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ACC minister expresses sympathy for West Auckland scaffolder who lost both arms after electric shock

Scaffolder Jahden Nelson, 28, remains in hospital after a worksite accident in Massey in April. Photo / Supplied The minister for ACC...

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Scaffolder Jahden Nelson, 28, remains in hospital after a worksite accident in Massey in April. Photo / Supplied

The minister for ACC has expressed her sympathy for a West Auckland scaffolder who lost both arms after suffering an electric shock and was left fighting for better compensation for his horrific injuries.

Carmel Sepuloni has also signalled changes to prevent the exploitation of vulnerable workers.

The Government today confirmed work is under way to strengthen employment law to prevent thousands of Kiwi workers being misclassified by their bosses as independent contractors, often disadvantaging them financially.

Jahden Nelson, 28, was critically injured when a pole he was holding touched high voltage overhead wires at a Massey worksite in April.

He suffered burns to 25-35 per cent of his body, has undergone about 30 operations, including the amputation of both arms, and remains in Middlemore Hospital’s burns unit.

Advocates for the father of three believe his employer Supercity Scaffolding classified him as a self-employed contractor for “tax purposes”. It means he is receiving hundreds of dollars a week less in ACC than he’d be eligible for if considered an employee.

Te Atatu MP Phil Twyford said he believes the situation is unfair and Nelson is being “ripped off” by the system.

Nelson’s lawyer Hazel Armstrong plans to challenge ACC’s determination and is calling for a law change to give ACC more discretion when assessing vulnerable applicants’ employment status.

Jahden Nelson with his baby daughter. He suffered an electric shock while working as a scaffolder in Massey. Photo / Supplied
Jahden Nelson with his baby daughter. He suffered an electric shock while working as a scaffolder in Massey. Photo / Supplied

First Union believes several hundred thousands workers may be wrongly recorded as contractors when in reality they are waged employees.

The union’s strategic project co-ordinator, Anita Rosentreter, said the problem was “rife” in certain industries like construction.

She said wrongly classified workers were missing out on minimum entitlements like statutory holiday pay, sick leave and KiwiSaver contributions.

Jahden Nelson was holding a scaffolding pole at this Massey worksite which touched overhead wires. Photo / Supplied
Jahden Nelson was holding a scaffolding pole at this Massey worksite which touched overhead wires. Photo / Supplied

“The worst case scenario is someone gets injured on the job and it’s going to be a disadvantage to them for the rest of their life.”

The Government needed to strengthen employment laws by toughening up the definition of an employee to safeguard the rights of Kiwi workers and prevent them being exploited by unscrupulous bosses, she said.

ACC Minister Sepuloni said Nelson’s injuries were horrific.

“I have the deepest sympathies for him and his family.”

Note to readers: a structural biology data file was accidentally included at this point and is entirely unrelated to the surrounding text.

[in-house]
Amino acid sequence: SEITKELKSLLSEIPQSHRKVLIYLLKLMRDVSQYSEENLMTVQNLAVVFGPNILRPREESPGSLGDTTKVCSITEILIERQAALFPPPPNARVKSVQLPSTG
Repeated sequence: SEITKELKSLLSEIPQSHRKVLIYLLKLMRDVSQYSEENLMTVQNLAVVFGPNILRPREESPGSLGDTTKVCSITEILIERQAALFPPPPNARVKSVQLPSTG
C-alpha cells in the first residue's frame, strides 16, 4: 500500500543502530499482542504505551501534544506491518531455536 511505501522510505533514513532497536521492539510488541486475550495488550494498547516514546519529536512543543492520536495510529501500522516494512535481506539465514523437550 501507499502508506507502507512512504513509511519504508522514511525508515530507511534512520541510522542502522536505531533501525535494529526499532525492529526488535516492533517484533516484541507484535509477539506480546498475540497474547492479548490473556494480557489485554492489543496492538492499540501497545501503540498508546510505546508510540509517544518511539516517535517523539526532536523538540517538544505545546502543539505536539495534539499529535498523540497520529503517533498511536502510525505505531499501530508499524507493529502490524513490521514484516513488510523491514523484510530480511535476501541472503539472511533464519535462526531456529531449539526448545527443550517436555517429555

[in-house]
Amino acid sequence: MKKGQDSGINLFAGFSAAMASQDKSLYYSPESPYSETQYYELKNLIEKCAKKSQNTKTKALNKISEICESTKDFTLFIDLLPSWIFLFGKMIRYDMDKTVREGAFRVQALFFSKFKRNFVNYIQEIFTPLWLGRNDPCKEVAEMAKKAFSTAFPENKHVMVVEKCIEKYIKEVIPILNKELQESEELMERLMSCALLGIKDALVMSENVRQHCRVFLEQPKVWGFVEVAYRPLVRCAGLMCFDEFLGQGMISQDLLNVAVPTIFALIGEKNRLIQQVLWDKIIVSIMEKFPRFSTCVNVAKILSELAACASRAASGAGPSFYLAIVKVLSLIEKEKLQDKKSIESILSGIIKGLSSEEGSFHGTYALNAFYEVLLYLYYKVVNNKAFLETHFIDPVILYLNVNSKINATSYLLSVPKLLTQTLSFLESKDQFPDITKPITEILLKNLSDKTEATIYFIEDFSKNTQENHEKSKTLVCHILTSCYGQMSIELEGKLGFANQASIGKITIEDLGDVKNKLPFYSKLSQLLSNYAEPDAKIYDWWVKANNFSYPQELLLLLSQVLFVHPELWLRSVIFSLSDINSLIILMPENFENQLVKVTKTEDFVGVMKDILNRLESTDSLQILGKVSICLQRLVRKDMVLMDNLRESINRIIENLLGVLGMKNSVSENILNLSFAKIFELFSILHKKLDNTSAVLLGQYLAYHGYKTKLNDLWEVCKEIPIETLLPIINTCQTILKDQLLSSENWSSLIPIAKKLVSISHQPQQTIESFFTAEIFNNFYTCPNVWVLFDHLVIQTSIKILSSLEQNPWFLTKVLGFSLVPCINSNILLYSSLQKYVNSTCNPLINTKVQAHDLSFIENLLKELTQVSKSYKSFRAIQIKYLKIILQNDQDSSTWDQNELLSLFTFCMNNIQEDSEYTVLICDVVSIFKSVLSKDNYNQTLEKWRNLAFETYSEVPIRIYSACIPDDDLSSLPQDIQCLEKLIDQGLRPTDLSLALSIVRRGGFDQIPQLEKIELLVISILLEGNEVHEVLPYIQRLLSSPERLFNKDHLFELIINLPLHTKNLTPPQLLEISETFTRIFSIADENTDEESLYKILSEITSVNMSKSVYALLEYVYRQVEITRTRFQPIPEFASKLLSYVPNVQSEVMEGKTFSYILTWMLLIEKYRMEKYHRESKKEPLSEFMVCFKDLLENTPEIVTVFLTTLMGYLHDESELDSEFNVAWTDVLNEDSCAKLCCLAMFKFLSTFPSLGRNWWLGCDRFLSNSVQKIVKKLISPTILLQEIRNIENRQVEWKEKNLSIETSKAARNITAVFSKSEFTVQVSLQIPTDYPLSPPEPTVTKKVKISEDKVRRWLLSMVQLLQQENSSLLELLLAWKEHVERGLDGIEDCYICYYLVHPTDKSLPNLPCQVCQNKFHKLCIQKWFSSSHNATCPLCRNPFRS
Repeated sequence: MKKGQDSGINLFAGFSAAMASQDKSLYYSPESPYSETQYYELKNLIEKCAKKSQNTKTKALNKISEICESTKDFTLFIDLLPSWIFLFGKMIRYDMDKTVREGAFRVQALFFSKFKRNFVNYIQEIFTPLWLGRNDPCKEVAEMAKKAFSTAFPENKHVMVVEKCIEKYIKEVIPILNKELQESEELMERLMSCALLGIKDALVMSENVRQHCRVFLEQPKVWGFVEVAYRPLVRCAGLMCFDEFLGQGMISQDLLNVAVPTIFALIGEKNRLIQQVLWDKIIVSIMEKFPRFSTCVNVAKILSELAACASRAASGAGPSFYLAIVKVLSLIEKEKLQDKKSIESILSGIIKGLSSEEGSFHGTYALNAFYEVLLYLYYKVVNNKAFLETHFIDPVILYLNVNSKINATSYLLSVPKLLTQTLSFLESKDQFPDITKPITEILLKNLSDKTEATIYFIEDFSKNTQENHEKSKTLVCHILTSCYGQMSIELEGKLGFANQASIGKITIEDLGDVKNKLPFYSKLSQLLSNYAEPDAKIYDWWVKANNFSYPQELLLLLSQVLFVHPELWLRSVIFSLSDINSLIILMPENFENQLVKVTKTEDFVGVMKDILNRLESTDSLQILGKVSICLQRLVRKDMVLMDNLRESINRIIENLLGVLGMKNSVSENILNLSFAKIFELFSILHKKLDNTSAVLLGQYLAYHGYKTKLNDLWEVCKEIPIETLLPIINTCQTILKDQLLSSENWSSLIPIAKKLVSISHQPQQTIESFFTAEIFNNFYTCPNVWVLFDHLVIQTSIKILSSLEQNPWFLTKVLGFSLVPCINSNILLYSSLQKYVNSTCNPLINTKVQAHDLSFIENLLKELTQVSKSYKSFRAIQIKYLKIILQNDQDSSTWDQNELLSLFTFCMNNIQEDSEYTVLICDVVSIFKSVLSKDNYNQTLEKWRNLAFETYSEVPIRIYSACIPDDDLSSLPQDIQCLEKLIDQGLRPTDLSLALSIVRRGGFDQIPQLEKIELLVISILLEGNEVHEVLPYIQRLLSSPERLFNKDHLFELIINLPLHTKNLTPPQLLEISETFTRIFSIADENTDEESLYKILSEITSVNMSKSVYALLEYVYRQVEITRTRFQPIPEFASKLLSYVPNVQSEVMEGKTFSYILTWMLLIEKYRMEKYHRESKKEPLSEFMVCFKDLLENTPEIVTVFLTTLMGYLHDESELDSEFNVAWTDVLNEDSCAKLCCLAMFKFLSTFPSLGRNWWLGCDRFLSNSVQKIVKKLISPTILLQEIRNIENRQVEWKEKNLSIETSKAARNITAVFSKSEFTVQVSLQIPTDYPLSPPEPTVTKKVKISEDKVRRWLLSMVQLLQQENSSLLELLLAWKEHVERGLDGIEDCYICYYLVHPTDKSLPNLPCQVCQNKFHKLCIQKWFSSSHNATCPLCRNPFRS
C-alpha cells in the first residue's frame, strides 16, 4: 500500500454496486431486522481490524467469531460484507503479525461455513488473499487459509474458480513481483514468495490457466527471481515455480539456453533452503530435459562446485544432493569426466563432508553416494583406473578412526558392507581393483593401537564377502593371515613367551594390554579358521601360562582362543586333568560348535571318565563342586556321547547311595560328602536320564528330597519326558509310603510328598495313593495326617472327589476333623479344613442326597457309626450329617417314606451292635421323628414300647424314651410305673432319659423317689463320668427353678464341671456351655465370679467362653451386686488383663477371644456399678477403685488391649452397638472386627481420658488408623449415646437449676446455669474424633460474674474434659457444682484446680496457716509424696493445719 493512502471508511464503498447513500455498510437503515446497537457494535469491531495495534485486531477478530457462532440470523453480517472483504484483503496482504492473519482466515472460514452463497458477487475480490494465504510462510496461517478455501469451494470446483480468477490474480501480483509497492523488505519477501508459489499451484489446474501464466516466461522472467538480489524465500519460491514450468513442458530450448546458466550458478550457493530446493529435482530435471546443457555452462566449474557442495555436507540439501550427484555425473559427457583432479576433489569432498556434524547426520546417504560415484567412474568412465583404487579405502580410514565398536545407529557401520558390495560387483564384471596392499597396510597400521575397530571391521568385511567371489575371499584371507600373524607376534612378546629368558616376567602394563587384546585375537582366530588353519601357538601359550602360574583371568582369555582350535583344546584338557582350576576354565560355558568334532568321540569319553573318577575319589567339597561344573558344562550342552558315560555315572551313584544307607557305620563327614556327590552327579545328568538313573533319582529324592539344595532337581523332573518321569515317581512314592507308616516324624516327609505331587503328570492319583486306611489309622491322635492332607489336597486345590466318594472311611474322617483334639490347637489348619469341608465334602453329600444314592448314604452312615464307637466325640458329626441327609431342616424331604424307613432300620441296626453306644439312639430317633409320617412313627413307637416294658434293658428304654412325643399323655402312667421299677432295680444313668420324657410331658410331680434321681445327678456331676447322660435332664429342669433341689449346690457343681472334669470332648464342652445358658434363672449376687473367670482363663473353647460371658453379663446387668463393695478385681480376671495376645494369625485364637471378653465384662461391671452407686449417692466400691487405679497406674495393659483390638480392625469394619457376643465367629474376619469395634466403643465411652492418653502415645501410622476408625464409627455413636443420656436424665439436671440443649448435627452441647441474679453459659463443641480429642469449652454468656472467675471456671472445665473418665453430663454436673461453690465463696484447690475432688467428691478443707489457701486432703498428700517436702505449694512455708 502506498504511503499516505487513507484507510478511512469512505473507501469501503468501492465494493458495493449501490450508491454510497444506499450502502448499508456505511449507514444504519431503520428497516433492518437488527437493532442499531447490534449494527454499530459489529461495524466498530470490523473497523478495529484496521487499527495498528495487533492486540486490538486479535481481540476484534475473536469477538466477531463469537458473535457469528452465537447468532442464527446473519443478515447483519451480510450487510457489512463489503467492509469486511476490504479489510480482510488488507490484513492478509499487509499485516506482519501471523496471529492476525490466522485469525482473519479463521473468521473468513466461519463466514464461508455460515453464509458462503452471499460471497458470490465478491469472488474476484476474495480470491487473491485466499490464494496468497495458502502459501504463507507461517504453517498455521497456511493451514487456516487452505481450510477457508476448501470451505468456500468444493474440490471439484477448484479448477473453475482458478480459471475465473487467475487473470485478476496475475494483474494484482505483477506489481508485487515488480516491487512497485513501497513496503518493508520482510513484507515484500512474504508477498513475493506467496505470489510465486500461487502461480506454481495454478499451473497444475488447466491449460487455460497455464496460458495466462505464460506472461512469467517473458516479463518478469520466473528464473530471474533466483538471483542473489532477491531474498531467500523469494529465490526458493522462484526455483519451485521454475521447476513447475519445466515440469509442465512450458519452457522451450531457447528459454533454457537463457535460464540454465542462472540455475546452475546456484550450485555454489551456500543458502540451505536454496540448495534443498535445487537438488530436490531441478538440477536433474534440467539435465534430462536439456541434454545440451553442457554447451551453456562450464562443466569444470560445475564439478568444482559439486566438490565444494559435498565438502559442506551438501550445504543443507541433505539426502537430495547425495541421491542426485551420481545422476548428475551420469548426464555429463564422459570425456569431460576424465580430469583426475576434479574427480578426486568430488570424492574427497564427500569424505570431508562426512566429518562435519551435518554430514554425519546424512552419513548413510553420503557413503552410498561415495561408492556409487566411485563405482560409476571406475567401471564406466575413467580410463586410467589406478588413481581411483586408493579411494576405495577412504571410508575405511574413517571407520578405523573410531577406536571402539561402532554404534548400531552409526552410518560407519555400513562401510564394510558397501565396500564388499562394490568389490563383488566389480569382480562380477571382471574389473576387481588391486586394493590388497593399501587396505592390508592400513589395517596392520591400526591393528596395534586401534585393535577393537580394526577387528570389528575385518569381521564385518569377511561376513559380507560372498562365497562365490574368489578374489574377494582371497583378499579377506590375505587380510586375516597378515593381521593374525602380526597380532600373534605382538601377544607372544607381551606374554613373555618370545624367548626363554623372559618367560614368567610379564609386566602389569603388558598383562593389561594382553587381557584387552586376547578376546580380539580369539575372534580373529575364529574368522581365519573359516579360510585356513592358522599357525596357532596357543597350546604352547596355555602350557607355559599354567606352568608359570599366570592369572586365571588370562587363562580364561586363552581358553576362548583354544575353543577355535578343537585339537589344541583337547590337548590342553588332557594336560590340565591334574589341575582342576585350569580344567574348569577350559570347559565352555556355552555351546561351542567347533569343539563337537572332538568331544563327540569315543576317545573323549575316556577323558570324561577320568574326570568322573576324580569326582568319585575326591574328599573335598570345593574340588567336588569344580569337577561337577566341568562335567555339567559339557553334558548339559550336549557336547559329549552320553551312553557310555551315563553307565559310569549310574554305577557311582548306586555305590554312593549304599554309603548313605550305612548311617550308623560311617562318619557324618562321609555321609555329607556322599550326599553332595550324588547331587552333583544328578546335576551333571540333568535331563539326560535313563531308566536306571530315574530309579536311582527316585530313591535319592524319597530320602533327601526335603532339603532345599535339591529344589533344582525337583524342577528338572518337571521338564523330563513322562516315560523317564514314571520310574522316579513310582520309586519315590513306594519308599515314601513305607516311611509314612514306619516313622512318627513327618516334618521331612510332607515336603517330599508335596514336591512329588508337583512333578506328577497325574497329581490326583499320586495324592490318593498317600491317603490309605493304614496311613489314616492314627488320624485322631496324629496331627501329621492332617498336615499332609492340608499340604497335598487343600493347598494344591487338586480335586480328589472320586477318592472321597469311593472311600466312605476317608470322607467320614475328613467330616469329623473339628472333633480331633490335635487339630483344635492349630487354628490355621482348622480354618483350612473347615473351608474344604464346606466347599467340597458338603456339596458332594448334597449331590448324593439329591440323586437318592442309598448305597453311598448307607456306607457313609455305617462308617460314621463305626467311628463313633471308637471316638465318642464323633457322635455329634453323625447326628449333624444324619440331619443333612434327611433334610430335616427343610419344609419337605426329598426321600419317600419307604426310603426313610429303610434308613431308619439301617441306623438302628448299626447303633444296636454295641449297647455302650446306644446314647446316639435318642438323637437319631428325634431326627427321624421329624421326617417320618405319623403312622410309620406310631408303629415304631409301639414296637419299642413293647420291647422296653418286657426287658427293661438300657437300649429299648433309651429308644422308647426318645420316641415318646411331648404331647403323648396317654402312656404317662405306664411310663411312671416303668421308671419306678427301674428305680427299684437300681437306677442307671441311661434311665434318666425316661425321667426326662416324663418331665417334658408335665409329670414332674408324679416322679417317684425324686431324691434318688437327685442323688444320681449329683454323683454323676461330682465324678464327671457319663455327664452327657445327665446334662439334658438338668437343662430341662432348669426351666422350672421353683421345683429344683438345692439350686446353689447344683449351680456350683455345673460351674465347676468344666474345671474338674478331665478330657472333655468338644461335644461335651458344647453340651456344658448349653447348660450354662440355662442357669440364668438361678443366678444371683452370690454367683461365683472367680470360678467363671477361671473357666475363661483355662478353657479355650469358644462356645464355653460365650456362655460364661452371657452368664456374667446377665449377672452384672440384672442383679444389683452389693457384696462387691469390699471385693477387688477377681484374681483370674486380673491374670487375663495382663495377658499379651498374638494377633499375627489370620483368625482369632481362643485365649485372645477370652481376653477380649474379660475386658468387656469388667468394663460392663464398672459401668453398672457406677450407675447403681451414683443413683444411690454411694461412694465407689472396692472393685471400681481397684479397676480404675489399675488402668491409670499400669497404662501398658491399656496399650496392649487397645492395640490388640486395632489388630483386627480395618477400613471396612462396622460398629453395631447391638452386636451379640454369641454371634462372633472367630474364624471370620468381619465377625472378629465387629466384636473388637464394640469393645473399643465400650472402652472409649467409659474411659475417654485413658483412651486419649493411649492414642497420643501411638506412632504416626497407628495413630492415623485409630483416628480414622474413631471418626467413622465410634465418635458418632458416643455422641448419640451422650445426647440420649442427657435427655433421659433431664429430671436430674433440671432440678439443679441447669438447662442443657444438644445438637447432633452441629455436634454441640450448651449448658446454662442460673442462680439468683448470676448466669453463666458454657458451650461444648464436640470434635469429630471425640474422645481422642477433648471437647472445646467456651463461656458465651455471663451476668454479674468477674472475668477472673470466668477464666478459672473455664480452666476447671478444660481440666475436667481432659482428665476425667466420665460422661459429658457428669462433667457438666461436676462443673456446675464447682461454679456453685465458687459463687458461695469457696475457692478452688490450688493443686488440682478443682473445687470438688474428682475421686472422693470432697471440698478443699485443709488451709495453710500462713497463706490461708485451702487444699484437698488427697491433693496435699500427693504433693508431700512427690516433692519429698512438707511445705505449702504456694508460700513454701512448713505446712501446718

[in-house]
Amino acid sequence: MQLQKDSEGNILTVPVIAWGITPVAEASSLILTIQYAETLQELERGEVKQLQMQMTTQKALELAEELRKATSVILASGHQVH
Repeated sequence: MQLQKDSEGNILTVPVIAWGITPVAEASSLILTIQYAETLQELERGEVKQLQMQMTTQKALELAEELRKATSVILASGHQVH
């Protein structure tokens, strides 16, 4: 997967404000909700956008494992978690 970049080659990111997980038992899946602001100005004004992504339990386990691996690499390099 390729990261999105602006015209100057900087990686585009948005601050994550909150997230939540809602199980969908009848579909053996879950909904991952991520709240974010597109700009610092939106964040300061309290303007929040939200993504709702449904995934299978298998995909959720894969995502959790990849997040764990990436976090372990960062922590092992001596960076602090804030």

ACC Minister Carmel Sepuloni has expressed sympathy for Jahden Nelson and his family. Photo / NZME
ACC Minister Carmel Sepuloni has expressed sympathy for Jahden Nelson and his family. Photo / NZME

ACC was following the relevant legislation in Nelson’s case and did not have the discretion to make decisions on an individual’s employment status, Sepuloni said.

“Under the Act whether or not someone is employed or self-employed as a contractor is determined by how they pay tax to Inland Revenue. It wouldn’t be appropriate for ACC to determine who is a contractor and who is an employee – the process and expertise for that sits with the Employment Relations Authority [ERA] and Employment Court.”

Sepuloni said Nelson and his legal team were taking the right course of action by challenging his employment status through the ERA.

“If they are successful it will provide a basis whereby ACC can change their decision.”

West Auckland scaffolder Jahden Nelson, 28, pictured with his baby daughter. Photo / Supplied
West Auckland scaffolder Jahden Nelson, 28, pictured with his baby daughter. Photo / Supplied

A spokesman for Workplace Relations Minister Michael Wood confirmed today that the minister planned to action a proposed law change to improve conditions for vulnerable workers this Parliamentary term.

The work was based on recommendations from the Tripartite Working Group for Better Protections for Contractors.

“The work is focused on clarifying the boundary between genuine commercial contracting and employment relationships. This clarification, along with appropriate enforcement, would reduce the incorrect classification of many vulnerable workers as contractors, and ensure those workers receive the minimum entitlements of employment.”

The Herald asked Supercity Scaffolding why Nelson was categorised as a contractor and whether the company was considering reclassifying his employment status in light of his compensation plight.

A lawyer representing the company said: “Having been made aware of the difficulties Jahden is experiencing with ACC, Supercity Scaffolding is committed to working with his lawyer to ensure the difficulties are resolved.”

Meanwhile, Nelson, 28 – who earned $27 an hour as a scaffolder – remains bedridden in hospital.

He is undergoing physiotherapy and learning to adjust to life with a significant disability. He is likely to remain in hospital for months and faces years of rehabilitation.

He told his mother Toni Paikea: “I want to see my babies. I don’t want to die.”

Paikea said her son’s recovery had stunned physicians and he was lucky to be alive.

“We’re still praying and hoping for a miracle.”



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